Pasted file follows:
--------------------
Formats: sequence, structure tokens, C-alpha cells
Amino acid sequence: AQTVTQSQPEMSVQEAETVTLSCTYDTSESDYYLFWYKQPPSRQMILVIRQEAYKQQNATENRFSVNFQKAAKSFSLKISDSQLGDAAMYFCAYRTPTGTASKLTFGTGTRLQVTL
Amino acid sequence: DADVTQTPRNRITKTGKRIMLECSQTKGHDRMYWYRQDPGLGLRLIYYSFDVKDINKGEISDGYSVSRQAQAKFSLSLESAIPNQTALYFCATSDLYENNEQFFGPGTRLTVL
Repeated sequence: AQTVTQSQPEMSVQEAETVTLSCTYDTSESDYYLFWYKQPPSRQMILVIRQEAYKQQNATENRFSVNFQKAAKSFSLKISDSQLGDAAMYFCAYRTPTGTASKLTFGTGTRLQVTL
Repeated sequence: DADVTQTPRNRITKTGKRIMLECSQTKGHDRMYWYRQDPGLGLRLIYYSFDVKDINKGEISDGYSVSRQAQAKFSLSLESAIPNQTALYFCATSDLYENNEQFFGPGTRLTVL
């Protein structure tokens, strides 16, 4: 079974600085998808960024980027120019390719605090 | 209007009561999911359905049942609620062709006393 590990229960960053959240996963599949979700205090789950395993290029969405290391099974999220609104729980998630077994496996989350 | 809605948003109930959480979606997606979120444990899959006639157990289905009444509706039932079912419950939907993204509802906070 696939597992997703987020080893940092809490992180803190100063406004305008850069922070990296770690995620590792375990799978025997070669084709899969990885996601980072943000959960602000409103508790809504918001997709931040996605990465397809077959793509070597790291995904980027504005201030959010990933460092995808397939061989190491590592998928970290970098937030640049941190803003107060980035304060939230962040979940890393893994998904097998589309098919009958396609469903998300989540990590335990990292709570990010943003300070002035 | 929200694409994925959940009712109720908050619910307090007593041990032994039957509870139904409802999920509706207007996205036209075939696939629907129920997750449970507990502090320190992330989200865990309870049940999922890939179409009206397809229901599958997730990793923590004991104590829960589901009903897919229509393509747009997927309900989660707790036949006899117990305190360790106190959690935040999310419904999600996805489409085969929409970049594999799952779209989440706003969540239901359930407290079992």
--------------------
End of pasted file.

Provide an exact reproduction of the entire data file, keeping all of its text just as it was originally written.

Formats: sequence, structure tokens, C-alpha cells
Amino acid sequence: AQTVTQSQPEMSVQEAETVTLSCTYDTSESDYYLFWYKQPPSRQMILVIRQEAYKQQNATENRFSVNFQKAAKSFSLKISDSQLGDAAMYFCAYRTPTGTASKLTFGTGTRLQVTL
Amino acid sequence: DADVTQTPRNRITKTGKRIMLECSQTKGHDRMYWYRQDPGLGLRLIYYSFDVKDINKGEISDGYSVSRQAQAKFSLSLESAIPNQTALYFCATSDLYENNEQFFGPGTRLTVL
Repeated sequence: AQTVTQSQPEMSVQEAETVTLSCTYDTSESDYYLFWYKQPPSRQMILVIRQEAYKQQNATENRFSVNFQKAAKSFSLKISDSQLGDAAMYFCAYRTPTGTASKLTFGTGTRLQVTL
Repeated sequence: DADVTQTPRNRITKTGKRIMLECSQTKGHDRMYWYRQDPGLGLRLIYYSFDVKDINKGEISDGYSVSRQAQAKFSLSLESAIPNQTALYFCATSDLYENNEQFFGPGTRLTVL
């Protein structure tokens, strides 16, 4: 079974600085998808960024980027120019390719605090 | 209007009561999911359905049942609620062709006393 590990229960960053959240996963599949979700205090789950395993290029969405290391099974999220609104729980998630077994496996989350 | 809605948003109930959480979606997606979120444990899959006639157990289905009444509706039932079912419950939907993204509802906070 696939597992997703987020080893940092809490992180803190100063406004305008850069922070990296770690995620590792375990799978025997070669084709899969990885996601980072943000959960602000409103508790809504918001997709931040996605990465397809077959793509070597790291995904980027504005201030959010990933460092995808397939061989190491590592998928970290970098937030640049941190803003107060980035304060939230962040979940890393893994998904097998589309098919009958396609469903998300989540990590335990990292709570990010943003300070002035 | 929200694409994925959940009712109720908050619910307090007593041990032994039957509870139904409802999920509706207007996205036209075939696939629907129920997750449970507990502090320190992330989200865990309870049940999922890939179409009206397809229901599958997730990793923590004991104590829960589901009903897919229509393509747009997927309900989660707790036949006899117990305190360790106190959690935040999310419904999600996805489409085969929409970049594999799952779209989440706003969540239901359930407290079992």